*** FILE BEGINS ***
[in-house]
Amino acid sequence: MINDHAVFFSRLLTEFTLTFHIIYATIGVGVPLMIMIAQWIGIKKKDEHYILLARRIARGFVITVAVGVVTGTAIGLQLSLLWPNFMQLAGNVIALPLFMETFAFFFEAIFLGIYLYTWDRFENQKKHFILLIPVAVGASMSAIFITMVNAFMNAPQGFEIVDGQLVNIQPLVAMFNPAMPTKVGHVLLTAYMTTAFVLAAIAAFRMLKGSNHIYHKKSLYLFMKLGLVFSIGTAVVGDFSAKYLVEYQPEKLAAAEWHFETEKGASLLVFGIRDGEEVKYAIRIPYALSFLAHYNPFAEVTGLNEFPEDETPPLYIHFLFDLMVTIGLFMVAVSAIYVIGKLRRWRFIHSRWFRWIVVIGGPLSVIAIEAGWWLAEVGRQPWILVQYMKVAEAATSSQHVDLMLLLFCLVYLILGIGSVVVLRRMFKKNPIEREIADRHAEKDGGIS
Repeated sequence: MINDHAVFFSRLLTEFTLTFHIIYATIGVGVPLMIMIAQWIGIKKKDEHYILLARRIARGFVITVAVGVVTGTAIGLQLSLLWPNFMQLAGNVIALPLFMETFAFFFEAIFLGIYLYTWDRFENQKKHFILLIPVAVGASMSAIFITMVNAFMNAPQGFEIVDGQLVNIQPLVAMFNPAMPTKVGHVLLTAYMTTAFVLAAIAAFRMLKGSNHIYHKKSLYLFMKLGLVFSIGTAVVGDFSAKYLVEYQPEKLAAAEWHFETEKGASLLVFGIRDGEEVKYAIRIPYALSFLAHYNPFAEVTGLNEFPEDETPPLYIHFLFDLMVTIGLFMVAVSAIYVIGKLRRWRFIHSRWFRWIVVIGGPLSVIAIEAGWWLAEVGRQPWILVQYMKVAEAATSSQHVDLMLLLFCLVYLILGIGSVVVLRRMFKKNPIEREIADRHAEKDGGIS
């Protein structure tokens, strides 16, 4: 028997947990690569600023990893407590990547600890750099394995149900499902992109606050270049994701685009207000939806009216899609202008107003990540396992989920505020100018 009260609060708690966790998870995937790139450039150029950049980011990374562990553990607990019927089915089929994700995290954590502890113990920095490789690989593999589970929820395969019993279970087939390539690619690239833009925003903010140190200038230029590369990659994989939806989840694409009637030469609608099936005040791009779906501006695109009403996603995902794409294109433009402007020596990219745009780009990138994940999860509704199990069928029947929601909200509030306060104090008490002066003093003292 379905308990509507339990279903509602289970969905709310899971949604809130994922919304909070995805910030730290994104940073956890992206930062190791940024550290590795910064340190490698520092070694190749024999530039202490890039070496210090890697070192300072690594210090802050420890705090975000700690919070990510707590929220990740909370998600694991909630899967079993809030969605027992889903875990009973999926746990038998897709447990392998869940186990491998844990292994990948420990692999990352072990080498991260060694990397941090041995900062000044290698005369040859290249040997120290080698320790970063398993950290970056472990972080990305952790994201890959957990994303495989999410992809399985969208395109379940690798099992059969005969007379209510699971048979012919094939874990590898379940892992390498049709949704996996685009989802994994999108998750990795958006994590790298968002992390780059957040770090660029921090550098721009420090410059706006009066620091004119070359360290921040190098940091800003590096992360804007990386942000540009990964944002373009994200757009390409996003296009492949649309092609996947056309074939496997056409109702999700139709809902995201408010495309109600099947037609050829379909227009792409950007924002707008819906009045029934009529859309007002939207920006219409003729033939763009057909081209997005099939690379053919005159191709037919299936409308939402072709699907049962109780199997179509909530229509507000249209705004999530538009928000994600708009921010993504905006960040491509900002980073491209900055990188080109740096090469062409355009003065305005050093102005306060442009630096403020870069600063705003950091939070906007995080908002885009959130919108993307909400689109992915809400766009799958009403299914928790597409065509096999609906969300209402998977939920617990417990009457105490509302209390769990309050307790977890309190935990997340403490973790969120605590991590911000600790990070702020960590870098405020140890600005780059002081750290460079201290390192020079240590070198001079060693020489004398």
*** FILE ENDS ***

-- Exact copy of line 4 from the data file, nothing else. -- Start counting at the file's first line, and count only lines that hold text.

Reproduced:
């Protein structure tokens, strides 16, 4: 028997947990690569600023990893407590990547600890750099394995149900499902992109606050270049994701685009207000939806009216899609202008107003990540396992989920505020100018 009260609060708690966790998870995937790139450039150029950049980011990374562990553990607990019927089915089929994700995290954590502890113990920095490789690989593999589970929820395969019993279970087939390539690619690239833009925003903010140190200038230029590369990659994989939806989840694409009637030469609608099936005040791009779906501006695109009403996603995902794409294109433009402007020596990219745009780009990138994940999860509704199990069928029947929601909200509030306060104090008490002066003093003292 379905308990509507339990279903509602289970969905709310899971949604809130994922919304909070995805910030730290994104940073956890992206930062190791940024550290590795910064340190490698520092070694190749024999530039202490890039070496210090890697070192300072690594210090802050420890705090975000700690919070990510707590929220990740909370998600694991909630899967079993809030969605027992889903875990009973999926746990038998897709447990392998869940186990491998844990292994990948420990692999990352072990080498991260060694990397941090041995900062000044290698005369040859290249040997120290080698320790970063398993950290970056472990972080990305952790994201890959957990994303495989999410992809399985969208395109379940690798099992059969005969007379209510699971048979012919094939874990590898379940892992390498049709949704996996685009989802994994999108998750990795958006994590790298968002992390780059957040770090660029921090550098721009420090410059706006009066620091004119070359360290921040190098940091800003590096992360804007990386942000540009990964944002373009994200757009390409996003296009492949649309092609996947056309074939496997056409109702999700139709809902995201408010495309109600099947037609050829379909227009792409950007924002707008819906009045029934009529859309007002939207920006219409003729033939763009057909081209997005099939690379053919005159191709037919299936409308939402072709699907049962109780199997179509909530229509507000249209705004999530538009928000994600708009921010993504905006960040491509900002980073491209900055990188080109740096090469062409355009003065305005050093102005306060442009630096403020870069600063705003950091939070906007995080908002885009959130919108993307909400689109992915809400766009799958009403299914928790597409065509096999609906969300209402998977939920617990417990009457105490509302209390769990309050307790977890309190935990997340403490973790969120605590991590911000600790990070702020960590870098405020140890600005780059002081750290460079201290390192020079240590070198001079060693020489004398």